Historic House Tour: The Wrigley Mansion

Are you ready for some eye candy? Historic Wrigley Mansion--former home of the chewing gum magnate--is on the market for the low, low price of $7.15M. (Maybe we could all pool our money?) It's a mind-numbing 13,000 square feet with 9 bedrooms and a ballroom. It also features STUNNING woodwork and a number of lovely fireplaces, which is why we're here today.

This home is on the National Register of Historic Places and I hope whomever buys it turns it into a museum so I can visit. I screen-grabbed some images from the virtual tour on the real estate listing, so please ignore the weird circles and arrows. The actual photos were TINY and I wasn't having any of that.

Some quick stats before we dive in: it was built in 1896 in Italian Renaissance Revival style. In addition to the ballroom there's a walk-in vault(!), a solarium, and the property taxes are $150,000 a year.

Behold:

I highly recommend checking out the virtual tour on the property listing. Swoon!

While we're on the topic of historic buildings, what are some interesting places in your neck of the woods? If you're ever near Chicago, I suggest a quick trip to Oak Park to visit the Frank Lloyd Wright Home and Studio. (You could actually see several Frank houses in one day. Efficient!) Additionally, it's NOT in Chicago but Hearst Castle is worth a tour because it's so delightfully over-the-top. What historic places should people visit in your area?

Early Spring Outdoor Projects

We've been having freakishly warm weather and an abnormal amount of sunshine in Chicago. (Well, except for tomorrow. The forecast says 30--ugh.) But generally speaking, February has been kind to us and everybody has been dashing outside to take advantage of it before things get dreary again.

Last week I had a couple of thoughts about the state of our yard, now that I've actually spent some time out there. One: everything is still REALLY dead. Two: maybe we should do some sprucing to make it look less like the scary part of a fairy tale. It's too early to plant anything, and even if we did I know the cold weather will eventually be back, thus killing it, but there are plenty of other things we can do to enjoy this little heat wave while we have it.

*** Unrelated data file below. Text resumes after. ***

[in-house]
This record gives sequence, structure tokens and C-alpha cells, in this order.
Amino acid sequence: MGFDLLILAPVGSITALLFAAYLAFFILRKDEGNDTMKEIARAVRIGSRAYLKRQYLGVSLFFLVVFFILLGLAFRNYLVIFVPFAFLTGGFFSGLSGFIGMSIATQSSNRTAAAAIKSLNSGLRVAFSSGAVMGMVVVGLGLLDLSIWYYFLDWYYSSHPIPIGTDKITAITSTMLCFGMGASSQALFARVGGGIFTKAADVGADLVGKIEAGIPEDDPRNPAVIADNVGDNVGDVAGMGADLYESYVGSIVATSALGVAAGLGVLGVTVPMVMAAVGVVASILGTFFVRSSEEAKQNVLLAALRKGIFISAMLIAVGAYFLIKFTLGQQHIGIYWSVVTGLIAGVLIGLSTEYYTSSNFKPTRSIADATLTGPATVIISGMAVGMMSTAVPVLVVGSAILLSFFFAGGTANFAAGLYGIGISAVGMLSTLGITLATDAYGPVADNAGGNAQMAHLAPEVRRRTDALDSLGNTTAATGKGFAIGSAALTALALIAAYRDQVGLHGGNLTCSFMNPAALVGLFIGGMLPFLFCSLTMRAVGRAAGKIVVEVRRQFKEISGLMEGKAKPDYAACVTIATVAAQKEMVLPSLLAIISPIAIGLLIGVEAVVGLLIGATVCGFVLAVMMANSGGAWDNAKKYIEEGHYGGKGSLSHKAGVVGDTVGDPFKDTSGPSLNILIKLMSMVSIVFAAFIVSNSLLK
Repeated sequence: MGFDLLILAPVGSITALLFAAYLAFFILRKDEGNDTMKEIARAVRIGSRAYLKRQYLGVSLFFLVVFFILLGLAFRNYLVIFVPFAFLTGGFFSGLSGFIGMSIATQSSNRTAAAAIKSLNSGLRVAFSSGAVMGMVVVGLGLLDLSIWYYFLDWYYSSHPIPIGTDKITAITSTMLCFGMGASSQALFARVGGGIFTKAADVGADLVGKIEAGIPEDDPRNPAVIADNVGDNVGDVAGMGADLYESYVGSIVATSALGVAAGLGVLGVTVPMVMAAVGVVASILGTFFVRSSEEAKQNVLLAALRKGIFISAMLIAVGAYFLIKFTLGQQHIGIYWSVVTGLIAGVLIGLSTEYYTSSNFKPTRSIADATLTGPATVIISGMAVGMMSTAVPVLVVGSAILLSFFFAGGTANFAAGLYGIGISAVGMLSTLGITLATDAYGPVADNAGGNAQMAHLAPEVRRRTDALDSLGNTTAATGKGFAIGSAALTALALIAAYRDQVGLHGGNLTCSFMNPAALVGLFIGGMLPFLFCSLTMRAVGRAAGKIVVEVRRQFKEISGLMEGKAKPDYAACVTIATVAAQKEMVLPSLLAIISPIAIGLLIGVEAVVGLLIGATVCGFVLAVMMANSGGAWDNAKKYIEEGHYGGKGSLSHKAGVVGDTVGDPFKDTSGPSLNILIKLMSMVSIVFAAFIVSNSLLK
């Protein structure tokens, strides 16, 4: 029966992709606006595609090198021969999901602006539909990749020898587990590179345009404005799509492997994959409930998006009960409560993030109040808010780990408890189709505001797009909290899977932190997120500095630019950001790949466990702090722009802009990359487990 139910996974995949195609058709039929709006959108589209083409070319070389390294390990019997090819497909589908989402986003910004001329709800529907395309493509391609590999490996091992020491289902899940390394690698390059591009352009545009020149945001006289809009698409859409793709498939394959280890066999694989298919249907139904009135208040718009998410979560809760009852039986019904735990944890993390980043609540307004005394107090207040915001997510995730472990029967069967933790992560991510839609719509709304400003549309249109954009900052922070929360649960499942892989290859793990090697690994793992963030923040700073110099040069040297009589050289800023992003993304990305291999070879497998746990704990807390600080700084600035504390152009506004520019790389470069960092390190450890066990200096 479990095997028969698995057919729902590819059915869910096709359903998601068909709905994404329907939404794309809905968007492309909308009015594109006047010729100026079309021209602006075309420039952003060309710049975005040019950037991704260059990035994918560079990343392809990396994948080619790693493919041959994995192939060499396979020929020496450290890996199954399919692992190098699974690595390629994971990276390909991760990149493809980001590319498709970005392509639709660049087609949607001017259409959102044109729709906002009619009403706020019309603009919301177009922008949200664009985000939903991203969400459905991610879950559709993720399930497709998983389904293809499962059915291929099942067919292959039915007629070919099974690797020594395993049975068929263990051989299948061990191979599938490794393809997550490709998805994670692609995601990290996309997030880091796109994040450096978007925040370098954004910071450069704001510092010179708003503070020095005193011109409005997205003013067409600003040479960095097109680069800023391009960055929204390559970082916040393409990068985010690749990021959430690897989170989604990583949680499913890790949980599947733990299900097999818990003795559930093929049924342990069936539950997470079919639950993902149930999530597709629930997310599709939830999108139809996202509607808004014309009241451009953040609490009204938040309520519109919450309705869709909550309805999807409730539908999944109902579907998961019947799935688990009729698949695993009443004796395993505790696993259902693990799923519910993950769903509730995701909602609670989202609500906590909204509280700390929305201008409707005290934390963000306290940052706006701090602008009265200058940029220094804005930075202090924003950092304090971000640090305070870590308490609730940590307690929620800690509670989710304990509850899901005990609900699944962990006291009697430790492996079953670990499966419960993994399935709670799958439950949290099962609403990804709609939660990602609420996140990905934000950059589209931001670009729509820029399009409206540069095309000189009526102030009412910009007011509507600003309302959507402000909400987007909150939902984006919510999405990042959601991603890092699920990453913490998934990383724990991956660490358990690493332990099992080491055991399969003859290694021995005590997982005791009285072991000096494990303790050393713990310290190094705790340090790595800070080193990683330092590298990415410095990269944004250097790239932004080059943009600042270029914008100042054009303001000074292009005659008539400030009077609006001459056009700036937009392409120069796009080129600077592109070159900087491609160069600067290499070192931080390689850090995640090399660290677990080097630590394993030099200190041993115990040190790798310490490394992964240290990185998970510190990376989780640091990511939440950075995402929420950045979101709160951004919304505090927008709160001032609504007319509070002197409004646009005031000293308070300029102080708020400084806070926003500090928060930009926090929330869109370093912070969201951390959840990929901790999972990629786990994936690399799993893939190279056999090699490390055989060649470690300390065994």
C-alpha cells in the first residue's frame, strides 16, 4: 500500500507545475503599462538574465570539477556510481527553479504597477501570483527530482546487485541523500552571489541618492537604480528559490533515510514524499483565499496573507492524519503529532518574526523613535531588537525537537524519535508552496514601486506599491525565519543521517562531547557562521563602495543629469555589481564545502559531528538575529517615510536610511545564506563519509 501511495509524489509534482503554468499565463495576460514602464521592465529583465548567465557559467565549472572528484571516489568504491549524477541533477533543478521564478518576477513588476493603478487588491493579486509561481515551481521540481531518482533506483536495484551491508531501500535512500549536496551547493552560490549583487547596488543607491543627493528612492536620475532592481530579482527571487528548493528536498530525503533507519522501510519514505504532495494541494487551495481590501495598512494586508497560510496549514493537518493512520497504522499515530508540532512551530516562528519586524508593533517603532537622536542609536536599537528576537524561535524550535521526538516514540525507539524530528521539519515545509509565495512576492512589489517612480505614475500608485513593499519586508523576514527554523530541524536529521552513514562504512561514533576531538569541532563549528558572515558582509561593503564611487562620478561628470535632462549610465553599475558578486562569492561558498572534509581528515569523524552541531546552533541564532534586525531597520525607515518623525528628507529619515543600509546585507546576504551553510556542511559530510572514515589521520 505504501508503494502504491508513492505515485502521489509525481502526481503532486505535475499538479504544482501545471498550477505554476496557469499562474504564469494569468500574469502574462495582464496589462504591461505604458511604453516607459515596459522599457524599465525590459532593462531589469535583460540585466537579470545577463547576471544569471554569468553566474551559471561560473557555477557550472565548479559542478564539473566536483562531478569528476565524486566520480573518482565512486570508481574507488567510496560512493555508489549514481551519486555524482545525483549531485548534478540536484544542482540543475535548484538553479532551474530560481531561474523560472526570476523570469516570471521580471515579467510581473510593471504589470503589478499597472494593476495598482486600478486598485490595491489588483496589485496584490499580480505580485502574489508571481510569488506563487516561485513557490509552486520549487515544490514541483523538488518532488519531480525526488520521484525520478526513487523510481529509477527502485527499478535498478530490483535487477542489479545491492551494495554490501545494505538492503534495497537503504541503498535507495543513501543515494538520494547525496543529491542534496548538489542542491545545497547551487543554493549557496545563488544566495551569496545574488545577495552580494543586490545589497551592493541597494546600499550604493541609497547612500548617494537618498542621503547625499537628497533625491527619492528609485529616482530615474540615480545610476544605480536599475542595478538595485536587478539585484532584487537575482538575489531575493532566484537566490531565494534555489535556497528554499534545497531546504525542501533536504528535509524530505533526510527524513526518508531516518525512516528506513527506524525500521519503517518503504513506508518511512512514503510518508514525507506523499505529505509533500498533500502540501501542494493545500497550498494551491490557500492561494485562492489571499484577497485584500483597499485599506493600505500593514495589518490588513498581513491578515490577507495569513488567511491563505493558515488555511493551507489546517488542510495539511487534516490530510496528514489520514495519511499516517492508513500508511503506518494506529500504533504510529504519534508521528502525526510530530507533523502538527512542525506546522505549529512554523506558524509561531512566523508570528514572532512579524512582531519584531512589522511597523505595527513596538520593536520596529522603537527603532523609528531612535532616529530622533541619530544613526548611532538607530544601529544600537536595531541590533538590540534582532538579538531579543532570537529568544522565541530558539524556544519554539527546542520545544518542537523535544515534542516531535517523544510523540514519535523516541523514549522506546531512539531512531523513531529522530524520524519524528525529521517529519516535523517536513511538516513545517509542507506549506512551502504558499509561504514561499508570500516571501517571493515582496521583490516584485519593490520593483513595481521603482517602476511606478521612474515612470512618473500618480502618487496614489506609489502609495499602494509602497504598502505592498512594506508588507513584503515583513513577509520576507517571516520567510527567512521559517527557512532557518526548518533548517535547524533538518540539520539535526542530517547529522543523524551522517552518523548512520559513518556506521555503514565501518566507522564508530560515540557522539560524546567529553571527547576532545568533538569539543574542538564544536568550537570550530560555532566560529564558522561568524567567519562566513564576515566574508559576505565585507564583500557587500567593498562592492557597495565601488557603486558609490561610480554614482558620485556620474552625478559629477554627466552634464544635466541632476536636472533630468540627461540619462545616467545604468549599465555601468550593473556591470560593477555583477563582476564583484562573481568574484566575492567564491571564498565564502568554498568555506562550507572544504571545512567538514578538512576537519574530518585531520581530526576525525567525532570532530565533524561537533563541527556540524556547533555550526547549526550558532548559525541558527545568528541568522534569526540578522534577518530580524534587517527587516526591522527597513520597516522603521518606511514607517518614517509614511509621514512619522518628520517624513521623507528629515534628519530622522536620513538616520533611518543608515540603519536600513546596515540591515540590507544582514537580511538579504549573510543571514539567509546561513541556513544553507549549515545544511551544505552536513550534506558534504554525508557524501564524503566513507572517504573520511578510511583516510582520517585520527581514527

1. String up some lights. Even if you do nothing else, lights will be an instant ambience booster. Look at the picture above: don't you feel welcome at the fire pit? It's so cozy and the lights were a big part of that. You can hang them from poles like we see here, drape them across a pergola, or wrap them around a tree. 

2. Clean! Nobody likes to do it, but your yard might not be looking so hot right now. This is a good time to rake any stray leaves you didn't get to in the fall, power wash the deck, or uproot any dead annuals that you'll re-plant later. Get yourself back to a fresh slate so you're ready for other projects when the weather warms up for real.

3. Bring out the patio furniture. Most people either store their outdoor furniture for the winter or cover it with a tarp. Let it out for some air! Yes, you'll probably have to put it back before Real Spring arrives, but why not lounge in the sun while it's 60 in February? If your furniture stays out year-round, you can still shake things up with a couple of new outdoor pillows.

4. Build a planter box. It's not planting season for most of us yet, but there's no reason we can't bust out some tools and start working now. This tutorial is excellent.